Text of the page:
Broken Word was an open mic poetry series that began on Alberta Street before relocating to the basement of the Blue Monk on Belmont, where it was hosted first by Chris Ridenour, then Becca Yenser, and finally if memory serves, had Doug Spangle taking a turn at the end. Then the weekly poetry reading was displaced by belly dancers. C’est la vie, as the saying goes.
I began showing up at Blue Monk in summer of 2007 on Curtis Whitecarroll’s recommendation. One evening Curtis introduced me to Judith Pulman. It so happened that I read a poem with a reference to the scene with Alyosha and the children at the close of The Brothers Karamazov. When I returned to the table where we were seated, Judith said, “You like Dostoevsky?” I replied that I do, whereupon she told me that she studied Russian in college and had lived and traveled in Russia. Broken Word at Blue Monk was a scene where random and not so random encounters of this kind were not rare. The room always had a plentiful share of interesting, intelligent, talented people. Amber Leffler, Tommy Gaffney, Christine Homitsu White, and Meagan Grace Elliott are a few who come readily to mind. Ric Vrana is another.
Ric came over with Broken Word when it moved from Alberta, where he owned a house in the neighborhood. I do not recall who introduced us, if indeed there was a formal introduction. Ric tended to meet people easily. It may be that no introduction was needed. My habit was to arrive a bit early, find an open slot at the top half of the sign-up sheet, ensconce myself at a table with a glass of wine, and unwind a bit as poets drifted in on what Curtis refers to as “poet time.” At some point, probably sooner rather than later, Ric and I ended up among a group of people seated around a table, I with my red wine, most of the others with a PBR, talking about poems and books and art, politics and culture, and baseball.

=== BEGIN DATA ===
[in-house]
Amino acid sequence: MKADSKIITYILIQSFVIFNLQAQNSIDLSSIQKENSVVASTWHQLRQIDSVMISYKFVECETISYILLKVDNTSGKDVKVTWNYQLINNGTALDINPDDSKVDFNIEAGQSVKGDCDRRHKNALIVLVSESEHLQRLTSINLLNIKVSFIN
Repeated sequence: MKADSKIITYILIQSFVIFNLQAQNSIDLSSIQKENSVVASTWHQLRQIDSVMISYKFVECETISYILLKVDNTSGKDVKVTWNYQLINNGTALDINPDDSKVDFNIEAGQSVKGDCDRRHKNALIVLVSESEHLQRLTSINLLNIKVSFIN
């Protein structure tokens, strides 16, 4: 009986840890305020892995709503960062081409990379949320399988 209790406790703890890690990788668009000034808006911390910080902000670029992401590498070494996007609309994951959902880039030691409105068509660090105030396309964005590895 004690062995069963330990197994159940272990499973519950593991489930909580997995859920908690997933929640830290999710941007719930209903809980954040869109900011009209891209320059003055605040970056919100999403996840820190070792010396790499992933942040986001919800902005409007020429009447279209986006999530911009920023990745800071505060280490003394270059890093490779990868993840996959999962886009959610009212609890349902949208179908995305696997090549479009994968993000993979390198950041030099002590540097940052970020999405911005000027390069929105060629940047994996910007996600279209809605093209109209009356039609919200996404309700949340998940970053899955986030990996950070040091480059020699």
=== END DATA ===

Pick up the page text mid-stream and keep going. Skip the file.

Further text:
On the Monday after Easter Mary Slocum called to tell me she saw a note on Facebook that word from Astoria was that Ric had died. Later that day Ric’s daughter and son, Maria and John, posted a more detailed note on his Facebook page informing us that he died on Saturday from complications as a result of cancer, a diagnosis he received only two weeks earlier. The news left me shaken. No doubt I was not alone. Ric seemed to know everyone, and he touched everyone he knew in the just the best way imaginable.
I was fortunate to be able to attend a memorial held at Cerimon House in Ric’s old Alberta neighborhood at the end of April. The poetry scene was represented by Doug and Christine Spangle, Neal Anderson, Mf Mcauliffe, Christopher Luna, Toni Partington, and James Honzik, among those I know. Also in attendance were more than a few of Ric’s colleagues from Portland State University, where he had been an adjunct professor teaching courses in urban planning while working at Tri-Met, Portland’s public transit agency. Earlier in his life Ric took a crack at an academic career only to find that he did not care for certain aspects of it that lay outside the classroom. He taught because he loved teaching. The adjunct role was perfect for him.